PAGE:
Unlikely Allies for Criminal Defendants
A tale of two judges perceived to be polar opposites. Sonya Sotomayor—the liberal Democratic nominee of the Obama administration and Neil Gorsuch—the conservative republican nominee of the Trump administration do not seem like likely allies. When most of us envision Supreme Court justices hotly debating issues, we imagine a split largely down party lines. After all, our country is more divided down party lines then likely any other time in history. Stanford News published an article last year discussing findings that suggested Americans’ partisan identities are stronger than even racial, ethnic, or religious identity—primarily because party affiliation is wholly a choice and is seen to most accurately reflect who a person truly is and what that person truly believes.
One would assume, then, that Justices Sotomayor and Gorsuch differ in opinion, perspective, value, and belief on a great number of issues. So what brought them together?
In Stuart v. Alabama, a driving under the influence matter, Vanessa Stuart argued that her constitutional rights were violated when she was prevented from cross-examining the State’s scientist about her blood alcohol results. The State presented a different analyst from the one that had actually tested Stuart’s blood and then provided the jury with an “estimate” as to her blood alcohol level at the time she had been driving. Stuart was therefore unable to properly cross examine a key witness in the State’s case against her—the person who performed the blood test and came up with the number that the estimate was derived from. Although the Supreme Court denied certiorari—meaning that it chose not to hear this case—Gorsuch, joined by Sotomayor, authored a very “Scalia-like” dissent of the decision not to hear the case. Gorsuch argued that Ms. Stuart’s 6th Amendment rights were violated when she was not afforded the opportunity to confront and challenge the lab analyst that had actually tested her blood. The late Justice Scalia believed the 6th Amendment had two primary functions: to allow the accused to challenge the testimony of a witness and to bar any testimony from witnesses who did not or cannot testify in court. Scalia had been known to take the side of the Constitution in even some of the more shocking or serious crimes—believing “a criminal defendant must get a crack at all the evidence introduced against him; anything less is a no-go.” (Nanos, 2018)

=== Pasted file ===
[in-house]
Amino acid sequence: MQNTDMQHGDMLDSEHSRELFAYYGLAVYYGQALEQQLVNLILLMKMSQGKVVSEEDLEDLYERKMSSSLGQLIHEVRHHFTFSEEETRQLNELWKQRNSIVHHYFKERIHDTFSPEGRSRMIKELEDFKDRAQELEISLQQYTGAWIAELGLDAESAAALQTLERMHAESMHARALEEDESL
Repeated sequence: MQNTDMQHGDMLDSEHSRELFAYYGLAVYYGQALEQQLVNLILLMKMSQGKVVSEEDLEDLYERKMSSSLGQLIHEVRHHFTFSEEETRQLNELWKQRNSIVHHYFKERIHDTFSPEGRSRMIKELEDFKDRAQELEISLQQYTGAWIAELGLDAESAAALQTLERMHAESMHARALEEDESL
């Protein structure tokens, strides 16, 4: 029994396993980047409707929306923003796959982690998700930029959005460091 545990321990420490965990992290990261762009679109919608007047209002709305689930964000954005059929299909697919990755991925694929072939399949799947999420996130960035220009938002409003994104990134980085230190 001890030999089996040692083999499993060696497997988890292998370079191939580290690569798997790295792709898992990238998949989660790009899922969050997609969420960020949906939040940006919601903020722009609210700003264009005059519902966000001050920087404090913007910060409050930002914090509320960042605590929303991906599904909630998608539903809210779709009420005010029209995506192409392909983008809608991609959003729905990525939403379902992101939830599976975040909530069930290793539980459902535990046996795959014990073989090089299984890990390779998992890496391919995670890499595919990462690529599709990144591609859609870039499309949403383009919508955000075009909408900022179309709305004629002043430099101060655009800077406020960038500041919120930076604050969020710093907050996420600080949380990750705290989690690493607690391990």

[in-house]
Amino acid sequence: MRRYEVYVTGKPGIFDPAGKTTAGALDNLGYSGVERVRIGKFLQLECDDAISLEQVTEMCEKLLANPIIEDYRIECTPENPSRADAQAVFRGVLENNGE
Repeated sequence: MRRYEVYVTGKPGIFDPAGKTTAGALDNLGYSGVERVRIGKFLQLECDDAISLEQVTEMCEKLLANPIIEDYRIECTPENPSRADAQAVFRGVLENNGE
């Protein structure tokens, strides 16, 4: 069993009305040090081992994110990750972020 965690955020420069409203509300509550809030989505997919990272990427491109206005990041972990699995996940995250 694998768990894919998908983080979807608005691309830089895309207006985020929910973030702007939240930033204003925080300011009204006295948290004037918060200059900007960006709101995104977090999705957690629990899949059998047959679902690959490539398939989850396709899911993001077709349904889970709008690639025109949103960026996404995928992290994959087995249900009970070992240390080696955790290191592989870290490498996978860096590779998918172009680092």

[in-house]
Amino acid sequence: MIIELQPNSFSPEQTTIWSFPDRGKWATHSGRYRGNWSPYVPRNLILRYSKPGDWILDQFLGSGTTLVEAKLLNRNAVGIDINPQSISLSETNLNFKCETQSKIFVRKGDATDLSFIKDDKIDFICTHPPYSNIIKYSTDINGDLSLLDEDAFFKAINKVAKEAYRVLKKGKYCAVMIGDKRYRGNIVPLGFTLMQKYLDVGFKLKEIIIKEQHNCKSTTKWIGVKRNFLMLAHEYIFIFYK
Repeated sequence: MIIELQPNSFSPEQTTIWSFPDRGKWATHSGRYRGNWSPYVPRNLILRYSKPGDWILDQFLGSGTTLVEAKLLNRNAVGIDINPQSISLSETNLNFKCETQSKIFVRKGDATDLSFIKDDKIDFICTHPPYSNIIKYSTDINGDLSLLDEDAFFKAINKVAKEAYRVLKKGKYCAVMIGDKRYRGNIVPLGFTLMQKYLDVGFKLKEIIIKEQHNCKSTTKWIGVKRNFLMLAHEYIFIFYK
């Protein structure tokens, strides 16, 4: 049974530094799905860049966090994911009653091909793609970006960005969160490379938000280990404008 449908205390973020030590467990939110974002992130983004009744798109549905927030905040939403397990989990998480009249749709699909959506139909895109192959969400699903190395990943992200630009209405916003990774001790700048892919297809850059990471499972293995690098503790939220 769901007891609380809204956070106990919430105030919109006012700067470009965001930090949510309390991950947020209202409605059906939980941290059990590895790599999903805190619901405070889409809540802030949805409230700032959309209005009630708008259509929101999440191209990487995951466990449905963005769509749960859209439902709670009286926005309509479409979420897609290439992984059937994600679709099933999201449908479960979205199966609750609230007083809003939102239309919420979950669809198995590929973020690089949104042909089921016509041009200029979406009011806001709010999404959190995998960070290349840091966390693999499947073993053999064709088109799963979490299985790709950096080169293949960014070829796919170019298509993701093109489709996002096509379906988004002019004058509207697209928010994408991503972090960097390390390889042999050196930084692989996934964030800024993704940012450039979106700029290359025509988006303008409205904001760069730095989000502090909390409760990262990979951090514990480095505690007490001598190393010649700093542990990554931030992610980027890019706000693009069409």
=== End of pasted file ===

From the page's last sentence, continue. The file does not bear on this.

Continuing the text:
It appears Gorsuch and Sotomayor are not so different after all—each believes in the fundamental rights guaranteed to each citizen by the Constitution. Sotomayor and Gorsuch believed the Court should not only have agreed to hear the case, but that Ms. Stuart should have won. And for any of those questioning whether we see this in Arizona, the answer is yes, regularly. We, too, have debated in court this issue of having a non-testing analyst attempting to present blood alcohol evidence to a jury.
Criminal defense lawyers get labeled a great many things, “bleeding hearts” being one of the more flattering of those things. To us, it seems obvious that the Constitution protects defendants’ rights in such a position, and we are hopeful that others will value those rights as well. And this unlikely partnership of Sotomayor and Gorsuch reminds us that our fundamental freedoms should not be constrained by notions of partisan ideals.
Elura Nanos, Gorsuch & Sotomayor Join Forces in a Very Scalia-like Dissent in Drunk Driving Case, Law & Crime (Nov. 2018), https://lawandcrime.com/opinion/gorsuch-sotomayor-join-forces-in-very-scalia-like-dissent-in-drunk-driving-case/
Milenko Martinovich, Americans’ Partisan Identities Are Stronger than Race and Ethnicity, Stanford Scholar Finds, Stanford News (Aug. 2017), https://news.stanford.edu/2017/08/31/political-party-identities-stronger-race-religion/